One approach to tackle non-transparent treatment processes is to base decisions on treatment alternatives on scientific medical and health economic evidence and research. This trend has been and will be one of the most important political topics in Europe and definitely will be one of the topics in the US in the coming years. Some patients in the film do not receive specific treatments because supposedly no efficacy has been shown by scientific research up to that point. The assessment if there is scientific proof or not is very problematic in the hand of a single employee of an insurance, especially if this employee has an incentive to deny treatments simply because he can raise his salary by doing so. But looking at medical benefits as well as cost benefit ratios has been and must be an issue not only in Europe becoming more and more attractive in a world with budgetary constraints where everybody has the vision of 'value for money'. For some treatments some European countries (e.g. drugs for loosing weight in obese patients) reached different conclusion for their decision on re-imbursement. This urges the need for every health care system to evaluate innovations within its specific context and to define an optimal level of 'adequate' health care.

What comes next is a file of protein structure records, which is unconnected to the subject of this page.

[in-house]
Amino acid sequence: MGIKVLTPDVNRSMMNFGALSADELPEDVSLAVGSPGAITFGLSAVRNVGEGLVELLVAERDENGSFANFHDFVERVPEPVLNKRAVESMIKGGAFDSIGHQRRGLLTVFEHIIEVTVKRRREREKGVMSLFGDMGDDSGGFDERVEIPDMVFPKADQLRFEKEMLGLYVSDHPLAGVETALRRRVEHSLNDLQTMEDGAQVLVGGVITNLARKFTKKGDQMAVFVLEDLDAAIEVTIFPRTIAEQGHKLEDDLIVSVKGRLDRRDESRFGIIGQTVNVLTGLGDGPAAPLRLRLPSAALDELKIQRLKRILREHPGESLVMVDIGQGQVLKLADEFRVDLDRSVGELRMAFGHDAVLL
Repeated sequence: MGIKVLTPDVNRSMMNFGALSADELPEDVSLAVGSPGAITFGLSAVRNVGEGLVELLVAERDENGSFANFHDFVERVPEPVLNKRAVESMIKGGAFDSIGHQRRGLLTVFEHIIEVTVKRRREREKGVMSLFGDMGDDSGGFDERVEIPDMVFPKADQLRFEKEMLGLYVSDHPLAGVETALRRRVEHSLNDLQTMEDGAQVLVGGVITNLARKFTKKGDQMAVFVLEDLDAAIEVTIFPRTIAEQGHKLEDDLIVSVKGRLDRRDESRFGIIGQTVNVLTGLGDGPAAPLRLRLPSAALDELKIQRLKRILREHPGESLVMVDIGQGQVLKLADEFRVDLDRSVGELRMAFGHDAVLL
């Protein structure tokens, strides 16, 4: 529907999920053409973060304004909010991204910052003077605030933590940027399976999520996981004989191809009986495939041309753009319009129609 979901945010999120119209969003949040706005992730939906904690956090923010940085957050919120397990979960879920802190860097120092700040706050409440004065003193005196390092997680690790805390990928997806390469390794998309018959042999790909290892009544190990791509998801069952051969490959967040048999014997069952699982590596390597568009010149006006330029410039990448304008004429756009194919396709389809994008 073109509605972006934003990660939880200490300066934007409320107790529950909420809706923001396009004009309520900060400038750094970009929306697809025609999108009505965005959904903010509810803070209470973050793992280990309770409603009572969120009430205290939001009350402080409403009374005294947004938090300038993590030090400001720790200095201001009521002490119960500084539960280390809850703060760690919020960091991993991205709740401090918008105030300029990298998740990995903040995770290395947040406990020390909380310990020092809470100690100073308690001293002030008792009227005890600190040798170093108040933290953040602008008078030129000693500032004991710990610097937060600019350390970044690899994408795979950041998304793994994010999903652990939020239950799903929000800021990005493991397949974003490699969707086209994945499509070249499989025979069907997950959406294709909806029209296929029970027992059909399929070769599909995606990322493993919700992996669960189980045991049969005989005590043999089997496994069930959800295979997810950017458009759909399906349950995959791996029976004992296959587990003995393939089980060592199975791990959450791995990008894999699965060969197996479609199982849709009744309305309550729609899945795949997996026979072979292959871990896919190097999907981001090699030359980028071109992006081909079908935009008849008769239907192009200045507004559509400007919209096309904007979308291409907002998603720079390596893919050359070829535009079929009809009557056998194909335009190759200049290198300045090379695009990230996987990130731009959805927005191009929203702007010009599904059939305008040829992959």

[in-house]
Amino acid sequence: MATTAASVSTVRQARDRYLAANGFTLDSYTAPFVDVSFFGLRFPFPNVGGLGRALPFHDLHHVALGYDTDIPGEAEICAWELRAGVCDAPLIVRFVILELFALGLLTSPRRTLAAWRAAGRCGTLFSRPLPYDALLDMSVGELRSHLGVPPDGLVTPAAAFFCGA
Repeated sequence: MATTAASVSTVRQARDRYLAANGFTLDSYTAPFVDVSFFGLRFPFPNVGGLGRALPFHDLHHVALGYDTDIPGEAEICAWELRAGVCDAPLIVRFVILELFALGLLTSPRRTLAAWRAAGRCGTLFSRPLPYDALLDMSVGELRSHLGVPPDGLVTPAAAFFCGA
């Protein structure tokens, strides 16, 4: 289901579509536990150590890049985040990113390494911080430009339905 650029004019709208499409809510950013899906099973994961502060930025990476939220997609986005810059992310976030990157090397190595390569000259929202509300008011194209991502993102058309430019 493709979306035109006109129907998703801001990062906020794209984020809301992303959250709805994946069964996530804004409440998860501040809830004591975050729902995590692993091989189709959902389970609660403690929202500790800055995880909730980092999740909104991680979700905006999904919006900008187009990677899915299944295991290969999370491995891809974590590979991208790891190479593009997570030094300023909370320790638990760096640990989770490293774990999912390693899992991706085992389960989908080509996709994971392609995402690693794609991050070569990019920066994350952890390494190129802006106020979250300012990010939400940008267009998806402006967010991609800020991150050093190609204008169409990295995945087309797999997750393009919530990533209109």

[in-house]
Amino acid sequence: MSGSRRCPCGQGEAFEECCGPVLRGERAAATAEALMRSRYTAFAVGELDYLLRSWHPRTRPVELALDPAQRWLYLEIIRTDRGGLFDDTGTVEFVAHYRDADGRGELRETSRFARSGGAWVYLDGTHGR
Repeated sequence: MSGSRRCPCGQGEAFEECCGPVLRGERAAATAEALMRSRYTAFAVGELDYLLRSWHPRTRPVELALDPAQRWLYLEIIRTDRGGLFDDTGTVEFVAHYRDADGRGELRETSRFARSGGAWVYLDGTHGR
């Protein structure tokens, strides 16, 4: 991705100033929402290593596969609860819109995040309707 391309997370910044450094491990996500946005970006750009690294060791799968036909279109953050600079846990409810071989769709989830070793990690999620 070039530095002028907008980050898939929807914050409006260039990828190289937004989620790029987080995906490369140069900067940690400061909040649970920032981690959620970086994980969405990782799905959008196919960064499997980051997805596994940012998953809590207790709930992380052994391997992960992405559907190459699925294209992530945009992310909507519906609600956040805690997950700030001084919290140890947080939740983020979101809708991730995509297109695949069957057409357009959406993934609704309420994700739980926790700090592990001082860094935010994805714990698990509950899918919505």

Looking over to Europe, Moore speaks with an English hospital physician who explains that he chooses a therapy only looking at the specific health care need of a patient and not at funding issues. The film is blanking out the long and painful time period the National Health Service (NHS) fought with substantial under-funding making no investments in the infrastructure. These days' problems with e.g. waiting lists for treatment are not so huge any more and salaries of physicians have gone up. To reach this goal Great Britain had to reach a broad societal consensus to spend a higher proportion of tax revenues on health care. This process was furthermore aided by the fact that Great Britain was lucky to find itself in an economically prosperous phase. If the stream of financial resources continues to flow in a recession still remains to be seen.